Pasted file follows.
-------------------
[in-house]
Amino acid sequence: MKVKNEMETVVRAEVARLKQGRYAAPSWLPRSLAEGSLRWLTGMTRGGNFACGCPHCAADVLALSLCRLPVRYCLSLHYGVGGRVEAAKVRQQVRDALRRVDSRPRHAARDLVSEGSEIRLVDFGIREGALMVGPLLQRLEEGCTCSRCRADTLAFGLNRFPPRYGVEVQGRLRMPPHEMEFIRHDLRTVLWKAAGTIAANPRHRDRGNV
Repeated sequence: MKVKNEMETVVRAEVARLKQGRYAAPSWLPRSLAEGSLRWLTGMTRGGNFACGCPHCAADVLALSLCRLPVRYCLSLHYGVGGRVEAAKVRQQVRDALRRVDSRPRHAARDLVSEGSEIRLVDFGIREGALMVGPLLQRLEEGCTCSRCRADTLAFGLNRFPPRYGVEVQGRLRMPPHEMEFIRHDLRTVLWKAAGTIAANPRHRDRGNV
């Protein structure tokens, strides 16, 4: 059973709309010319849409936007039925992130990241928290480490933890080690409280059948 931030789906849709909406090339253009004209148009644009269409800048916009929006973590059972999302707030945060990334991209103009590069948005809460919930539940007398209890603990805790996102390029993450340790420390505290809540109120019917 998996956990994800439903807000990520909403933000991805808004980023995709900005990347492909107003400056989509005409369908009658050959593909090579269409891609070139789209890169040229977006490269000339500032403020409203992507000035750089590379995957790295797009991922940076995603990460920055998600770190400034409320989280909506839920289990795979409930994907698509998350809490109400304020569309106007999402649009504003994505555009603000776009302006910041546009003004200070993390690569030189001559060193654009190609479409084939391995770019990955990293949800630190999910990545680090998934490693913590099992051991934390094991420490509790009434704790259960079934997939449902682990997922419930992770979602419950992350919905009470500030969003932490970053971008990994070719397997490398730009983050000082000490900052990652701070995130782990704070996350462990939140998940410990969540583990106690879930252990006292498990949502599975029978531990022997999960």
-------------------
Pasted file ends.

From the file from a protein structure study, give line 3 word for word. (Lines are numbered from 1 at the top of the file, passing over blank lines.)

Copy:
Repeated sequence: MKVKNEMETVVRAEVARLKQGRYAAPSWLPRSLAEGSLRWLTGMTRGGNFACGCPHCAADVLALSLCRLPVRYCLSLHYGVGGRVEAAKVRQQVRDALRRVDSRPRHAARDLVSEGSEIRLVDFGIREGALMVGPLLQRLEEGCTCSRCRADTLAFGLNRFPPRYGVEVQGRLRMPPHEMEFIRHDLRTVLWKAAGTIAANPRHRDRGNV